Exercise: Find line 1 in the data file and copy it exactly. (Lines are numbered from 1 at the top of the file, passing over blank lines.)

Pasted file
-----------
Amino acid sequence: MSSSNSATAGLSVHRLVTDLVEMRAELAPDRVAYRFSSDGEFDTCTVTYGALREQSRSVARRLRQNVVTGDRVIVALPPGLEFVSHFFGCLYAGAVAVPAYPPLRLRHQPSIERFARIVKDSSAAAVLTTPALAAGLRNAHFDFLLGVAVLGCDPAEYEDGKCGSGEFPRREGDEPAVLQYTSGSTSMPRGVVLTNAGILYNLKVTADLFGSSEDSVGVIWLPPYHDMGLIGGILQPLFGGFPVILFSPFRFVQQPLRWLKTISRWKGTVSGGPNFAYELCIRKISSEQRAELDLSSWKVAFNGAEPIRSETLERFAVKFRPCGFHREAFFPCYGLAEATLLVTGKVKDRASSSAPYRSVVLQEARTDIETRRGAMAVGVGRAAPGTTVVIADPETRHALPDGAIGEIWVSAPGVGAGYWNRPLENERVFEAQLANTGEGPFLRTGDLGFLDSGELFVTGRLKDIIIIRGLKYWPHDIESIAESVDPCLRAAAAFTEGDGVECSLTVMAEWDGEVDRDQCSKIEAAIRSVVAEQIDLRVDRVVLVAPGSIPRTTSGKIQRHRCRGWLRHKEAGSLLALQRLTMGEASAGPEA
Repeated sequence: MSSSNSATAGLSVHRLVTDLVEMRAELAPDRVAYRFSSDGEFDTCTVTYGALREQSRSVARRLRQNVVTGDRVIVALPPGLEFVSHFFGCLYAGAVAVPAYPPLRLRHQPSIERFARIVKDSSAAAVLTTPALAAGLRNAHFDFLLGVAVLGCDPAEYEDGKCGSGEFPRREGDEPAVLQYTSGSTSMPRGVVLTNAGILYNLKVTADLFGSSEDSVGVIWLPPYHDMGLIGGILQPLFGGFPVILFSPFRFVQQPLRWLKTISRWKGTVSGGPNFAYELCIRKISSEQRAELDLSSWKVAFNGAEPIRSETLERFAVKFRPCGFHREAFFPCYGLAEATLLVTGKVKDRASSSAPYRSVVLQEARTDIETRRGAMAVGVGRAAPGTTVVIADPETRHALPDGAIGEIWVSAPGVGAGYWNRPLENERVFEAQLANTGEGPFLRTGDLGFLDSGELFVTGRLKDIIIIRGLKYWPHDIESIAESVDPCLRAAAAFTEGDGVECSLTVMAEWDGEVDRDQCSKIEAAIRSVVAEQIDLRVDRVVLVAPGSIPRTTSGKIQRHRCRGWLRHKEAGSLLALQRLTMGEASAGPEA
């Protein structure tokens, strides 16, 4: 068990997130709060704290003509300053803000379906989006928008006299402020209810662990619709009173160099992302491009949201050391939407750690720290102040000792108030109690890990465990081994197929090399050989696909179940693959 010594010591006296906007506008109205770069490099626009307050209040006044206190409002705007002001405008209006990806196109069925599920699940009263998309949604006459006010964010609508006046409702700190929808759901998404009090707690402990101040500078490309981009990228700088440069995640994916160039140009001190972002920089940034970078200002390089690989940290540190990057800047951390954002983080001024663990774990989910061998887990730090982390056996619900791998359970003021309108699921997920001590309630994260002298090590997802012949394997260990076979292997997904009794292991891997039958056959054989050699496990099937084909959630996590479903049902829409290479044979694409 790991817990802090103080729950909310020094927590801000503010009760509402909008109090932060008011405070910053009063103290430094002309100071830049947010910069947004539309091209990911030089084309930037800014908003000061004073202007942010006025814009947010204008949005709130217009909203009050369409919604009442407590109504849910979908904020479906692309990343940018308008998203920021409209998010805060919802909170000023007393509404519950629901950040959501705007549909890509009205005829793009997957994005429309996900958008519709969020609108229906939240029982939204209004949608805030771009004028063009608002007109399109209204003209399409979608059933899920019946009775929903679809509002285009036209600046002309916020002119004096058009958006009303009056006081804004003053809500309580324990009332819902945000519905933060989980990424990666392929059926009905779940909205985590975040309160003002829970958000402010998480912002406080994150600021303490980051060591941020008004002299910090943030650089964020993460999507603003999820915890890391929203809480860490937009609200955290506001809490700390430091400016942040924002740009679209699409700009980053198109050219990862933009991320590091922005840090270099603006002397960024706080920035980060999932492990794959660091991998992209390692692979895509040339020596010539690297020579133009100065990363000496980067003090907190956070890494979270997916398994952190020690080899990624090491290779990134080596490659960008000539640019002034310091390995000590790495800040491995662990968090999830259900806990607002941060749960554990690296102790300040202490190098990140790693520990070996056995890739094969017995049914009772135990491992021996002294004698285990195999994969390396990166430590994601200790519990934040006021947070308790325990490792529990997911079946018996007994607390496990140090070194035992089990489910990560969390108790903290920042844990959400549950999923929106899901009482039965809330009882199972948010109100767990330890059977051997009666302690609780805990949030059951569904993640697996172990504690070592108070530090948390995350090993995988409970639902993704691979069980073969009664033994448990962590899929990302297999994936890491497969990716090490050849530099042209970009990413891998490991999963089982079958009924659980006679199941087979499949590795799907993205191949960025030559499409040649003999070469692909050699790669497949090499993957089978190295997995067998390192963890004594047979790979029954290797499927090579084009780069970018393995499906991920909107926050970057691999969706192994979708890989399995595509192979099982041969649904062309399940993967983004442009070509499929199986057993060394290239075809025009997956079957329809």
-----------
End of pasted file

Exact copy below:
Amino acid sequence: MSSSNSATAGLSVHRLVTDLVEMRAELAPDRVAYRFSSDGEFDTCTVTYGALREQSRSVARRLRQNVVTGDRVIVALPPGLEFVSHFFGCLYAGAVAVPAYPPLRLRHQPSIERFARIVKDSSAAAVLTTPALAAGLRNAHFDFLLGVAVLGCDPAEYEDGKCGSGEFPRREGDEPAVLQYTSGSTSMPRGVVLTNAGILYNLKVTADLFGSSEDSVGVIWLPPYHDMGLIGGILQPLFGGFPVILFSPFRFVQQPLRWLKTISRWKGTVSGGPNFAYELCIRKISSEQRAELDLSSWKVAFNGAEPIRSETLERFAVKFRPCGFHREAFFPCYGLAEATLLVTGKVKDRASSSAPYRSVVLQEARTDIETRRGAMAVGVGRAAPGTTVVIADPETRHALPDGAIGEIWVSAPGVGAGYWNRPLENERVFEAQLANTGEGPFLRTGDLGFLDSGELFVTGRLKDIIIIRGLKYWPHDIESIAESVDPCLRAAAAFTEGDGVECSLTVMAEWDGEVDRDQCSKIEAAIRSVVAEQIDLRVDRVVLVAPGSIPRTTSGKIQRHRCRGWLRHKEAGSLLALQRLTMGEASAGPEA